Re: David Cameron ready to put chunks of NHS up for sale, says Labour

The British Prime Minister proposes opening up and selling the health information of British citizens, ie copying the US model of data sales because he sees it’s worth tens-hundreds of billions in annual revenue to those in the US selling data. For at least the past decade, US industry has been violating Americans’ expectations and strong rights to health privacy by selling and using sensitive patient health information without consent, and without public awareness, much less, debate.

See more here: David Cameron ready to put chunks of NHS up for sale, says Labour

Key quotes:

  • Prime Minister “[Cameron] sees no limit on the involvement of the private sector and says he wants it to be a ‘fantastic business’. In his desperation to develop a credible industrial strategy, he seems willing to put large chunks of our NHS up for sale.”
  • Roger Gross, from the pressure group Patient Concern, said that allowing private firms access to NHS data would mean “the death of patient confidentiality”.
  • “We understand GP surgeries will have the right to refuse to release their patients’ records, but whether patients will ever be told what is happening, let alone have the choice to protect their privacy, is still unclear,” Gross said.

Changes to EU Data Protection Directive Will Likely Impact U.S.-Based Companies

See full article at Loeb & Loeb, LLP Privacy Law Alert: Changes to EU Data Protection Directive Will Likely Impact U.S.-Based Companies

“Planned changes to the European Union’s Data Protection Directive (EU Directive), some of which are directed at non-EU companies, may significantly impact how U.S.-based entities that interact with EU consumers can collect, store and use consumer data.

The revised EU Directive will give consumers more control over their personal data, including requiring explicit user consent before companies can use data and giving consumers the right to delete data, especially data they posted themselves, otherwise known as the “right to be forgotten.”  The proposed changes also will likely include increased transparency for data processing – providing greater information about when and how data is collected, stored and used, and making it easier for consumers to indicate their privacy preferences.”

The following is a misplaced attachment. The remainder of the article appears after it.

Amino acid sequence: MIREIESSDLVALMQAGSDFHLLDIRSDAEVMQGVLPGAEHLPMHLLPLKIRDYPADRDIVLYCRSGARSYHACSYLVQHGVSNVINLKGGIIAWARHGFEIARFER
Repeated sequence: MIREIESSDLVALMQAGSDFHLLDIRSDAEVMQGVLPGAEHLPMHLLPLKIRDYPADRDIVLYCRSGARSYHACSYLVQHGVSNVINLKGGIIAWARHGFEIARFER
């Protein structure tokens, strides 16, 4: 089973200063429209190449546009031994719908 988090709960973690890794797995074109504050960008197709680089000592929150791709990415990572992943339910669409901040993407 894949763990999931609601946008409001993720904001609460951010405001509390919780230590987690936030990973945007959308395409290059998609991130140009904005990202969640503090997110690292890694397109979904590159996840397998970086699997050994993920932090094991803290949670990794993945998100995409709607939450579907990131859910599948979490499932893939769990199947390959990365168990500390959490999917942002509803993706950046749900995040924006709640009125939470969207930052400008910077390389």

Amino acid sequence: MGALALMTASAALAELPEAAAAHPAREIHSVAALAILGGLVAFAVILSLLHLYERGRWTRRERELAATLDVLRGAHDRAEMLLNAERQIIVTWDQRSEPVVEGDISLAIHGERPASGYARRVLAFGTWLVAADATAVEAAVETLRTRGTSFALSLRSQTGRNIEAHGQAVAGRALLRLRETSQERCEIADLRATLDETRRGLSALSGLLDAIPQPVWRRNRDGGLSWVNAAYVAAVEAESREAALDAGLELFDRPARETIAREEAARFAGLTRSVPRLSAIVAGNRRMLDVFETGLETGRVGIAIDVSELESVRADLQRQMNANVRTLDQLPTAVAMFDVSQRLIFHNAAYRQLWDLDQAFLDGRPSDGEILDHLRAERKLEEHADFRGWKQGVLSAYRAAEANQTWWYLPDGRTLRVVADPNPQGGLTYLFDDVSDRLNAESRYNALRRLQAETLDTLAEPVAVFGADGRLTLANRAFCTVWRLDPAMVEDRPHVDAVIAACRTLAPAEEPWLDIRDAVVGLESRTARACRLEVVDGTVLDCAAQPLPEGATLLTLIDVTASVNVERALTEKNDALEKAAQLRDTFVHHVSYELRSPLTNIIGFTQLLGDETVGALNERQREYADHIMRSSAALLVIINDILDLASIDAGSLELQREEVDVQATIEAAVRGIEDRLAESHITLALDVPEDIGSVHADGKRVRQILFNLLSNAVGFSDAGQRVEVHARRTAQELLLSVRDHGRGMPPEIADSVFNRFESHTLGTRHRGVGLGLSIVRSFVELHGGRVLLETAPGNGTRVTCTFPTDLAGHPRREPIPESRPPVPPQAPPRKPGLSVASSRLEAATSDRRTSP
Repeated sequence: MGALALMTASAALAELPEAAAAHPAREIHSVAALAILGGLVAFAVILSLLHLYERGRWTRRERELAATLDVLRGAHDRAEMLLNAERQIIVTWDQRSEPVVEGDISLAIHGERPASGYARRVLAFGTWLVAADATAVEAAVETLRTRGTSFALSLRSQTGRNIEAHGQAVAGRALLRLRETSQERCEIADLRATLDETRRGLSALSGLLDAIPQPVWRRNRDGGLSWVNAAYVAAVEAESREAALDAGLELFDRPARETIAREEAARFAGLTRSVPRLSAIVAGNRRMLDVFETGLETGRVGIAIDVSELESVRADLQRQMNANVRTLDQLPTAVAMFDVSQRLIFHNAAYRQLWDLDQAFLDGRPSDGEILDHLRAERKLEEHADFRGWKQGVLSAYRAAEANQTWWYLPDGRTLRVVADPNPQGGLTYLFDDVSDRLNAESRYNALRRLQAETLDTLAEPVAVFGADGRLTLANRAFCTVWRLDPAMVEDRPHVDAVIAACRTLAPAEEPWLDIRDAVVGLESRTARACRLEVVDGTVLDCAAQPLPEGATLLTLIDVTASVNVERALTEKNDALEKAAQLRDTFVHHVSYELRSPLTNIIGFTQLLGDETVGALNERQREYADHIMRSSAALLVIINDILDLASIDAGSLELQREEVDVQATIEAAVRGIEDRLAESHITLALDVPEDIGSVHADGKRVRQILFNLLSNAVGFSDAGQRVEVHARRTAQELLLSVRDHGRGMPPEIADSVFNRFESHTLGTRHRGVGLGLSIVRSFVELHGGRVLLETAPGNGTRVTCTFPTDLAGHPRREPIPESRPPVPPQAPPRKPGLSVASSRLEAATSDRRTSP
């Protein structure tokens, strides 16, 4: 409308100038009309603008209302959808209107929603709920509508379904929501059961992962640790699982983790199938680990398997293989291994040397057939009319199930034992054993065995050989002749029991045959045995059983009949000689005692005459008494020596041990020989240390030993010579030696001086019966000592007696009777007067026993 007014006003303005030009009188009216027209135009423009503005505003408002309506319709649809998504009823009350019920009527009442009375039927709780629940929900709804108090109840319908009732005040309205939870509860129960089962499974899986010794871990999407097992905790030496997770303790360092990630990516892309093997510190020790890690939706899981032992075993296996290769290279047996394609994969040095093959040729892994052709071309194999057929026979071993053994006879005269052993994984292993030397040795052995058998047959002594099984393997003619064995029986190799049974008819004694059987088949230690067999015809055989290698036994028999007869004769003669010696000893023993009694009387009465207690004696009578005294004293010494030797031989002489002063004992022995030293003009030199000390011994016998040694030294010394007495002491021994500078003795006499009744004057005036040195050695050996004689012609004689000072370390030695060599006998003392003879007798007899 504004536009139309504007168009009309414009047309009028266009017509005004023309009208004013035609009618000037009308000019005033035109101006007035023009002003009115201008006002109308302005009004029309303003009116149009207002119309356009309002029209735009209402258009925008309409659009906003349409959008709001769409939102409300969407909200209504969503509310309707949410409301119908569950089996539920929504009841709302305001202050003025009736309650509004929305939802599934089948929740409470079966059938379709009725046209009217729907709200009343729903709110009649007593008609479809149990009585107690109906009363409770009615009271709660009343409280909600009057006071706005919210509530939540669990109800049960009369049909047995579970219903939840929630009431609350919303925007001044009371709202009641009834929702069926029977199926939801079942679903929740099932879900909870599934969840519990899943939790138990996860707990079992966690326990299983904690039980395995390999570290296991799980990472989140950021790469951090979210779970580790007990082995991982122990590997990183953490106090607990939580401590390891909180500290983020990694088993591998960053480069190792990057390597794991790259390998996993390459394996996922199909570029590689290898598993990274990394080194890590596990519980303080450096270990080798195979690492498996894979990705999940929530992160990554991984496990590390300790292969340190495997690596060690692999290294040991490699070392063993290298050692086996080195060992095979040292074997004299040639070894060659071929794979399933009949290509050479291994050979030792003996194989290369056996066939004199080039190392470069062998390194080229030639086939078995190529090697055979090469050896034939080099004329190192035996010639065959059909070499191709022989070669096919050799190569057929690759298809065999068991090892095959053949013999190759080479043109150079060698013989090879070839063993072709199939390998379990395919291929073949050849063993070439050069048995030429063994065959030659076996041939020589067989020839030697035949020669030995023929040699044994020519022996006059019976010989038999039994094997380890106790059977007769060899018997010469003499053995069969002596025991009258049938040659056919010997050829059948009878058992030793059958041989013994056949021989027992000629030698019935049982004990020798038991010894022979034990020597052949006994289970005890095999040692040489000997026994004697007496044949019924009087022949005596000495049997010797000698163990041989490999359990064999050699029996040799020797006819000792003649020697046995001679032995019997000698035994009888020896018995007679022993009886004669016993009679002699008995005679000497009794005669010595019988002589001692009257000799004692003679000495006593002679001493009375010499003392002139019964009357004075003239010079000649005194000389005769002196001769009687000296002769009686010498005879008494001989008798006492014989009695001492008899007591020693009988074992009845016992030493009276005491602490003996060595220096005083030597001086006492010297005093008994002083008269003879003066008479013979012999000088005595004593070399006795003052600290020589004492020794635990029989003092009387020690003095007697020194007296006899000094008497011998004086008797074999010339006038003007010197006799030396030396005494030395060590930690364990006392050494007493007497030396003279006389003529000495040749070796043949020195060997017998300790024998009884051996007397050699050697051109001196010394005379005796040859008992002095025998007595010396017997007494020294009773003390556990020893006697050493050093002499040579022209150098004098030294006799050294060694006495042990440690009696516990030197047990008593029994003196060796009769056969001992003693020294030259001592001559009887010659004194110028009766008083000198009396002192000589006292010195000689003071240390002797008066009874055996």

HIStalk Interviews Deborah Peel MD, Founder, Patient Privacy Rights

Give me some brief background about yourself and about Patient Privacy Rights.

I never expected to be leading this organization or ever even thought about that. In my younger days, I practiced full time as a psychiatrist and Freudian analyst for a very long time, until it became clear that things were happening in DC that would make effective mental healthcare impossible. Namely, that there were lots of different ideas being floated; for example, the Clinton healthcare initiative. There was a part of it that was going to require everyone’s data from every physician encounter be recorded in federal database.

Fast-forward to the HIPAA privacy rule. That’s what really convinced me of the need for a voice for consumers, because there really wasn’t any. What I’m talking about there is, of course, the change in 2002 that happened under everyone’s radar except for – and this is the is the laugh line – when the 3,000 Freudian psychoanalysts in the nation noticed that consent was eliminated.

In 2004, I started Patient Privacy Rights because there was no effective representation for the expectations and rights that the majority of Americans have for how the healthcare system is going to work. Namely, that people don’t get to see their information without consent. Since founding PPR in 2004, we’ve still been the national leading watchdog on the issues of patient control over information and even internationally. Our power has come because when we came to DC, the other people that were working on privacy, human rights, and civil rights recognized that because of my unique position as a physician and deep understanding of how data flows, that I knew what I was talking about.